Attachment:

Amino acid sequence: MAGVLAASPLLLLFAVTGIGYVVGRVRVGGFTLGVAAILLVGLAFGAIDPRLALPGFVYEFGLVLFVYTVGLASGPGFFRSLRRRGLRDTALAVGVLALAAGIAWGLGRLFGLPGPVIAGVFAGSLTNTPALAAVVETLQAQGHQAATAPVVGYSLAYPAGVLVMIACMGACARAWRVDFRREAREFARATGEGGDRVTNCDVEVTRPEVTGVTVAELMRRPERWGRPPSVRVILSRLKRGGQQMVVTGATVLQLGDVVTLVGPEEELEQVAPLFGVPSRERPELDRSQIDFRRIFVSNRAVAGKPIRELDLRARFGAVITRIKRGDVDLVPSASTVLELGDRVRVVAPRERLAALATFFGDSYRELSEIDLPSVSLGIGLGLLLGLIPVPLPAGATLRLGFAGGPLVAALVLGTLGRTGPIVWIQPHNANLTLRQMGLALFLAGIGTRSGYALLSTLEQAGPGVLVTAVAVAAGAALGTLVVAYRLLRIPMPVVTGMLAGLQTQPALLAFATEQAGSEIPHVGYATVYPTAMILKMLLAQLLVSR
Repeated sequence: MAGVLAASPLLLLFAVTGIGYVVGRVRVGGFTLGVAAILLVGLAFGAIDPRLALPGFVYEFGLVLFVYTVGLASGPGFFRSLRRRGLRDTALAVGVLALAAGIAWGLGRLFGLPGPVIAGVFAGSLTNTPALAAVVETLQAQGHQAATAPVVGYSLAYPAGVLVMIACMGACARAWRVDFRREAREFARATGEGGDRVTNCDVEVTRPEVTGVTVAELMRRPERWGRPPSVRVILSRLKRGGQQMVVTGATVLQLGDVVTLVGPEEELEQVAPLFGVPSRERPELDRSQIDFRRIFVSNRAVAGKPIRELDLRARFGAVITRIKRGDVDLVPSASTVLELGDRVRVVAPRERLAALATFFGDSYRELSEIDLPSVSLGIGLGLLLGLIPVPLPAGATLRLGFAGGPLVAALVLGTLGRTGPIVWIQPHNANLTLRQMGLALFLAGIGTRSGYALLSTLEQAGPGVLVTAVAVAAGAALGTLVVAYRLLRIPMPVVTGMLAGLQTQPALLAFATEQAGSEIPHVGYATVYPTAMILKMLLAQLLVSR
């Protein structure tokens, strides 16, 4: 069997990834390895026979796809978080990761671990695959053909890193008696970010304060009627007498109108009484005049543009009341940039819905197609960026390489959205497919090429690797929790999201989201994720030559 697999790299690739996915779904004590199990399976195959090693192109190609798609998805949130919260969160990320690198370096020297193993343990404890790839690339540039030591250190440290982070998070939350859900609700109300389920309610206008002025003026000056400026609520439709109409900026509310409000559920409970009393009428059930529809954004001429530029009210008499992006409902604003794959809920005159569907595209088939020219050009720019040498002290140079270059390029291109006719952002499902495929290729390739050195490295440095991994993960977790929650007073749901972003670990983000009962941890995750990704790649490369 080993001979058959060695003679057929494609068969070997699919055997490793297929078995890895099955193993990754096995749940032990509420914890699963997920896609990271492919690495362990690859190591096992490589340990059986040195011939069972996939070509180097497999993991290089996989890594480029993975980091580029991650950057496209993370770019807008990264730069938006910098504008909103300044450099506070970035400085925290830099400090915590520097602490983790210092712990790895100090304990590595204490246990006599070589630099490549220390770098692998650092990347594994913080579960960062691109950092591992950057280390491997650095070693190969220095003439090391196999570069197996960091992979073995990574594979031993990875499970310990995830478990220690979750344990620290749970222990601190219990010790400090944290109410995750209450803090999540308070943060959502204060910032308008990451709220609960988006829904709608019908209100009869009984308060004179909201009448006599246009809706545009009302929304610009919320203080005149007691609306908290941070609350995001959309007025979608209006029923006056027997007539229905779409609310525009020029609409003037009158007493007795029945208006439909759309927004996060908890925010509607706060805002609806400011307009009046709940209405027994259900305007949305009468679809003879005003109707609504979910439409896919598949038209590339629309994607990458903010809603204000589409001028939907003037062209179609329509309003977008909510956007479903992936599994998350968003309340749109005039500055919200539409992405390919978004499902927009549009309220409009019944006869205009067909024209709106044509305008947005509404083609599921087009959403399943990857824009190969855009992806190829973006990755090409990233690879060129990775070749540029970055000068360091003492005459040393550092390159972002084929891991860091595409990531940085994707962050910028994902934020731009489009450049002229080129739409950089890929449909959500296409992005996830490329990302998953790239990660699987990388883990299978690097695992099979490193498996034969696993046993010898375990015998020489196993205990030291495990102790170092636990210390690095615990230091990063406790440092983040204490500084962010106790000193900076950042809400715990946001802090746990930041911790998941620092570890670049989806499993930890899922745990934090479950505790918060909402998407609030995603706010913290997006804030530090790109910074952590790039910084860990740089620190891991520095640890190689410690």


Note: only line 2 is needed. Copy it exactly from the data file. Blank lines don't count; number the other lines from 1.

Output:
Repeated sequence: MAGVLAASPLLLLFAVTGIGYVVGRVRVGGFTLGVAAILLVGLAFGAIDPRLALPGFVYEFGLVLFVYTVGLASGPGFFRSLRRRGLRDTALAVGVLALAAGIAWGLGRLFGLPGPVIAGVFAGSLTNTPALAAVVETLQAQGHQAATAPVVGYSLAYPAGVLVMIACMGACARAWRVDFRREAREFARATGEGGDRVTNCDVEVTRPEVTGVTVAELMRRPERWGRPPSVRVILSRLKRGGQQMVVTGATVLQLGDVVTLVGPEEELEQVAPLFGVPSRERPELDRSQIDFRRIFVSNRAVAGKPIRELDLRARFGAVITRIKRGDVDLVPSASTVLELGDRVRVVAPRERLAALATFFGDSYRELSEIDLPSVSLGIGLGLLLGLIPVPLPAGATLRLGFAGGPLVAALVLGTLGRTGPIVWIQPHNANLTLRQMGLALFLAGIGTRSGYALLSTLEQAGPGVLVTAVAVAAGAALGTLVVAYRLLRIPMPVVTGMLAGLQTQPALLAFATEQAGSEIPHVGYATVYPTAMILKMLLAQLLVSR